As I’ve been mentioning in recent workshops, huge changes are being implemented that will vastly affect Medicare patients.
However, these changes that were initially anticipated to take effect in 2013 are happening NOW. According to the California Healthline, the Hospitals Readmissions Reductions Program—part of the Affordable Care Act—is being implemented THIS MONTH.
The following is a case study that might help you understand changes effective October 2012:
John has a heart attack and is admitted into Hospital A; Hospital A spends $100,000 on John’s care. In another case, Jane has a heart attack and is admitted into Hospital B; Hospital B spends $20,000 on Jane’s care.
In the past, both hospitals would bill Medicare for the amount spent on the patients care. Under the new healthcare policies however, the amount billable to Medicare is based on the hospital that spends the least to stabilize the patient—in this case Hospital B. Although Hospital A was providing A+ care and Hospital B providing D- care, the new healthcare policy disregards the quality of care being provided and only considers the price. This means that now Hospital A will only provide D- care because that is what they will be paid for.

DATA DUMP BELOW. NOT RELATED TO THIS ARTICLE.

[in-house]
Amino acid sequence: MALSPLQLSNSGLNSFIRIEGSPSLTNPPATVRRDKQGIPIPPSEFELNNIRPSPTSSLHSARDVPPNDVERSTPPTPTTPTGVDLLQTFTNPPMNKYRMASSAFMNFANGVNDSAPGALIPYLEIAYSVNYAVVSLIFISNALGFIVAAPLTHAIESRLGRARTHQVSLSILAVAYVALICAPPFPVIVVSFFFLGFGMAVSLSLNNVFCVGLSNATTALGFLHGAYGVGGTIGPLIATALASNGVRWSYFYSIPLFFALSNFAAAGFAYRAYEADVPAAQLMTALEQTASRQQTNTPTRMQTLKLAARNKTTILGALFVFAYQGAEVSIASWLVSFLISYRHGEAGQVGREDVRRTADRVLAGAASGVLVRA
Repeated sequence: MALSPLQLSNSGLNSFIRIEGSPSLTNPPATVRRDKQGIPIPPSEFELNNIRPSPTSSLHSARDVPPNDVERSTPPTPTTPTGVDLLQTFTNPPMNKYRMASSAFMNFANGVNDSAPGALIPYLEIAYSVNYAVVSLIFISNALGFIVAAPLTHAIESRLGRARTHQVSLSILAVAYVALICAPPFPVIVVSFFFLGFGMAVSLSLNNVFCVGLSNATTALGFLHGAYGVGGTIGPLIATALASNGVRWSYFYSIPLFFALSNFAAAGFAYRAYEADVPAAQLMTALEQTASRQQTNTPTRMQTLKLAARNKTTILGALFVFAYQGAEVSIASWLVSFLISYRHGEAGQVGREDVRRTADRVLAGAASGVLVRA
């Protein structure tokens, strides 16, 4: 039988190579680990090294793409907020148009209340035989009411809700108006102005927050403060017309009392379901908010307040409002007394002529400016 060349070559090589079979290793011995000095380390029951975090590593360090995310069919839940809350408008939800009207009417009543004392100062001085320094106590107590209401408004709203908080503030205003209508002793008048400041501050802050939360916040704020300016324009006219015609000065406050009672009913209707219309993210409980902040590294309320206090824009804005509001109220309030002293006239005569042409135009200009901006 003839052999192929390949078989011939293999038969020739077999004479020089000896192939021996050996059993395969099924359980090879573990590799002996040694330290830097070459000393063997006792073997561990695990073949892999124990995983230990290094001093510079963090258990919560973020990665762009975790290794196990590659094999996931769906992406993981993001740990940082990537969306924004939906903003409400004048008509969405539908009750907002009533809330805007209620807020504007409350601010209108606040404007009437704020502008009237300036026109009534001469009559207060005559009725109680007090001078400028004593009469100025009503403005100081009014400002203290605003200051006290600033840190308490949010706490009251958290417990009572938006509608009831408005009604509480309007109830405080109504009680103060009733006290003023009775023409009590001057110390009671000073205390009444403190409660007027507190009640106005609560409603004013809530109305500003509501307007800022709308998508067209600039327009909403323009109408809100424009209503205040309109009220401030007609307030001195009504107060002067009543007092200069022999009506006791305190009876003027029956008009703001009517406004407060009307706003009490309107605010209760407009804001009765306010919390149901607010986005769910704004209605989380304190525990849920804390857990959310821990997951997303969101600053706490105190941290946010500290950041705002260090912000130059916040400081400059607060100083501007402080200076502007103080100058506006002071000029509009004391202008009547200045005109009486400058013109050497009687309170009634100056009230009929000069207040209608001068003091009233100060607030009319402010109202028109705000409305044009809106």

In addition, if hospitals bill for the targeted amount of $20,000, they get a bonus. Hospitals are essentially being incentivized to provide you with lower quality care.
This is a BIG problem. This means that patients may leave the hospital, stable, but far from better—and now with the Hospital Readmissions Reduction Program, you cannot re-enter the hospital within 100 days for the same health condition—you probably will be DENIED re-admittance. This is happening NOW!
On another unfortunate note, CalPERS is considering imposing a 75% premium hike for their current long-term care insurance policyholders that would take effect in mid 2015. Policyholders would pay hundreds, maybe even thousands of dollars more per year for the same benefits, or alternately face a variety of cutbacks to their policies. This affects 150,000 or so Californians who currently buy long-term care insurance from CalPERS— not counting the many that were denied long-term care benefits starting in 2008. According to the US Dept. of Health and Human Services, 70% of all Americans over 65 years of age will eventually need some sort of long-term care.
It is getting more difficult and more expensive to plan for your retirement. This is why early financial planning is important now more than ever.